“Currently, the legal regime for online gambling is a confusing matrix of different state laws, central laws and judgments of various courts that have the force of law. Some of these laws predate the era of online gambling It is a welcome move to have a central committee to assess and recommend a modern regulatory regime that is uniform and attempts to keep up with developments in the sector One of the key elements would be to have a clear and well-defined distinction defined between games of skill and games of chance The same treatment can be given to online betting on horse racing as selecting a fantasy cricket team and winning money based on actual player performance or to Call of Duty or Fortnite online play where there is no element of luck,” said Shoubhik Dasgupta, Partner, Pioneer Legal.
In the absence of a unified gambling code, different courts have taken differing views on how to deal with online gambling. With few exceptions, games of skill when played for stakes are excluded from gambling bans in most Indian states. “With the growing interest in this sector, a uniform regulatory regime clarifying aspects related to tax implications etc. seems to be the way forward,” said Rishi Anand, Partner, DSK Legal.
When is indirect tax charged?
International experience in the field of games of skill suggests that the indirect tax is generally levied on the gross income from the games or on the commissions, that is to say the income received by the gaming operators. If the platform offers a game of chance qualified as a bet or a game, the tax is then applied to the entry fee or to the stake.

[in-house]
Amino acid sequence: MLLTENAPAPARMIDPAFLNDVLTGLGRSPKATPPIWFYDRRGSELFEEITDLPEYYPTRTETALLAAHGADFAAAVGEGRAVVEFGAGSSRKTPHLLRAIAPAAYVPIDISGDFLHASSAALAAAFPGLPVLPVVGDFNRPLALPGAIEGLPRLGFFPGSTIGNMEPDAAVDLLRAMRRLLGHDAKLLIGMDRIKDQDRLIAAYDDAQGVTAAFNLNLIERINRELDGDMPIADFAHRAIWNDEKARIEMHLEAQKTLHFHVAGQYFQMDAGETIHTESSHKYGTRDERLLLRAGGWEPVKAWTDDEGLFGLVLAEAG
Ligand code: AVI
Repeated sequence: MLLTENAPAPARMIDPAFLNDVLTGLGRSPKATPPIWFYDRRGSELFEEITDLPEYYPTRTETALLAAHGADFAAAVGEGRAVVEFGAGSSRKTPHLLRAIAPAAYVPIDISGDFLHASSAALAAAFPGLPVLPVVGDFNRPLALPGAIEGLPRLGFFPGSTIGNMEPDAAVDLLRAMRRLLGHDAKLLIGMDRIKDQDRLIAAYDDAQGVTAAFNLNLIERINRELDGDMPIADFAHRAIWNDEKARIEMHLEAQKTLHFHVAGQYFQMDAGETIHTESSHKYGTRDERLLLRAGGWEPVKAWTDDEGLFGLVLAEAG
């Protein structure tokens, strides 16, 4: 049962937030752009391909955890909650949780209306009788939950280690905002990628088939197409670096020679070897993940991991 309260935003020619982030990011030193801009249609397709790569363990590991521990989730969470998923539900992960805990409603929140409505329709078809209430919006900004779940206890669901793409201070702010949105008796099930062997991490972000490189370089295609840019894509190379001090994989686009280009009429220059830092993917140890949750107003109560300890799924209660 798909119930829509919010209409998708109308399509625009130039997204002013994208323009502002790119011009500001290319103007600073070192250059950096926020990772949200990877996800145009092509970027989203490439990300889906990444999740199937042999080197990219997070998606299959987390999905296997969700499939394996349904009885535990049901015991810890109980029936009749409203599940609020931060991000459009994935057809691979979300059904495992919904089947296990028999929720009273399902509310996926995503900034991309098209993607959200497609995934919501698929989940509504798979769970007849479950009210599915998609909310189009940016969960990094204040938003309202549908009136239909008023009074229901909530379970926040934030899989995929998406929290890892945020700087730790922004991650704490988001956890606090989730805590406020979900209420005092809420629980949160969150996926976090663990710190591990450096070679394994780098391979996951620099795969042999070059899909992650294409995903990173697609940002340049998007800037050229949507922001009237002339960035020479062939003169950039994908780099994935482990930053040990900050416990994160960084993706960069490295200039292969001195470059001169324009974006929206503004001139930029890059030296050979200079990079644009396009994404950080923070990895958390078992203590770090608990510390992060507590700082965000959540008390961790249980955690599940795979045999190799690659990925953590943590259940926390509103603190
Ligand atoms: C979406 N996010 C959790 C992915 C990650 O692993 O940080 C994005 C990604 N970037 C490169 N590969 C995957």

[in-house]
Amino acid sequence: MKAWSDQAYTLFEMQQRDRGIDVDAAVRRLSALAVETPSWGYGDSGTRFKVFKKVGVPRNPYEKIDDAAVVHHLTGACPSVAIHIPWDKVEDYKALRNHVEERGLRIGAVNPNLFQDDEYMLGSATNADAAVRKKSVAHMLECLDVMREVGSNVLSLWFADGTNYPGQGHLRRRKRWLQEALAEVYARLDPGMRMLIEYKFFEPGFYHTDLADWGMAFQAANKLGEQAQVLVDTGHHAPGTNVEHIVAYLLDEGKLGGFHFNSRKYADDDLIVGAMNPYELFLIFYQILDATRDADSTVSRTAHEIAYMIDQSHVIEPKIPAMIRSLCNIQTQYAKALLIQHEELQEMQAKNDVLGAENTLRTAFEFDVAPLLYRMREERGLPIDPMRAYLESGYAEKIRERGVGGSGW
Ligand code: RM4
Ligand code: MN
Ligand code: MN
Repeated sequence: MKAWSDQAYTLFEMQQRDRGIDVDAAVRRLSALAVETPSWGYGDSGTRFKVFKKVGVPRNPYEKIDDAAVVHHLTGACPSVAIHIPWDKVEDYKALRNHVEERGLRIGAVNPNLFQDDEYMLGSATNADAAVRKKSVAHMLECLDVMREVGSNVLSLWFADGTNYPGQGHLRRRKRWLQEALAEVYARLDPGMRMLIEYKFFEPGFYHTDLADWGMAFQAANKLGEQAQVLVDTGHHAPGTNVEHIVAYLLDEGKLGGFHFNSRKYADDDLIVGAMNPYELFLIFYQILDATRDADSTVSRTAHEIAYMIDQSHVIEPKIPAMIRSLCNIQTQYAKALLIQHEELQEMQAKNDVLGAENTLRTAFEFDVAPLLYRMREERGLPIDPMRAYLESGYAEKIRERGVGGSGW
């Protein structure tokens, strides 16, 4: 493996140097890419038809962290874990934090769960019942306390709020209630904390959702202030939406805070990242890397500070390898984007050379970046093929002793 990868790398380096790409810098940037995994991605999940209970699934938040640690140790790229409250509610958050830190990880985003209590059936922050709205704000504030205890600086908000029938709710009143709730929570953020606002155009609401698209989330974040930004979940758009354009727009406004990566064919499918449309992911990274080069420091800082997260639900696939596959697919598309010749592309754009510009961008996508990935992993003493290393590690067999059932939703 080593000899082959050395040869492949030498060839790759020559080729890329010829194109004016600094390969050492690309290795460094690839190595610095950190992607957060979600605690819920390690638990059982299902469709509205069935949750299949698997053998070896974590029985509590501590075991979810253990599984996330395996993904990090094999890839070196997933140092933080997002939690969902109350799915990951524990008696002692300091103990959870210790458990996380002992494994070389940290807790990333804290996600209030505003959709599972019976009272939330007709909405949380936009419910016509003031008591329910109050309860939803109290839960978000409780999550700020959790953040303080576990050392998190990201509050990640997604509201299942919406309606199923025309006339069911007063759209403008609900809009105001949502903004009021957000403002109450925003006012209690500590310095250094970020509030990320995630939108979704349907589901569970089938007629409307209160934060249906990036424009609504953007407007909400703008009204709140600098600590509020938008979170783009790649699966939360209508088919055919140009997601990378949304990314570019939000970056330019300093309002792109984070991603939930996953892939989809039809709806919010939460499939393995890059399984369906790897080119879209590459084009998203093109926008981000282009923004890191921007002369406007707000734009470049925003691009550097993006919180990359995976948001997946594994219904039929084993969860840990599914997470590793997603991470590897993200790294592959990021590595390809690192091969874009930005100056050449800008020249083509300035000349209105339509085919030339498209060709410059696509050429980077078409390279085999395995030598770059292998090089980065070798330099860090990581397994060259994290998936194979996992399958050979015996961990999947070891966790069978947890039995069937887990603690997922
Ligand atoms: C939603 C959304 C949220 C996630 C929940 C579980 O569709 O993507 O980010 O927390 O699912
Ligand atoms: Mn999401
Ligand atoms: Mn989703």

“With GoM’s proposed convergence of the GST rate to 28% for online games, it will be interesting to see how rating mechanisms would be prescribed for skill-based games. It is expected that, in line with international practice, the value of online gambling should be the gross gambling revenue or commission fee (platform fee) and not the entry amount or stake.This is a critical aspect which must also be considered immediately to clarify the sector.It is feared that charging GST on entry or stake fees would mean that operators would then eventually have to pass the higher burden of GST on to In such a scenario, player earnings could be compressed and could be discouraged. Therefore, this may impact volumes, overall economic value, and may also affect compliance behavior,” said said Hardik Gandhi, Partner, Deloitte Haskins & Sells LLP on online gambling and taxation.
Currently, most online gambling platforms pay 18% of the commission received by online gambling platforms for each game, while those involved in betting or gambling attract 28%. On horse racing, GST is levied at 28% on the total value of bets. Worldwide, online gambling fees are taxed between 15% and 18%.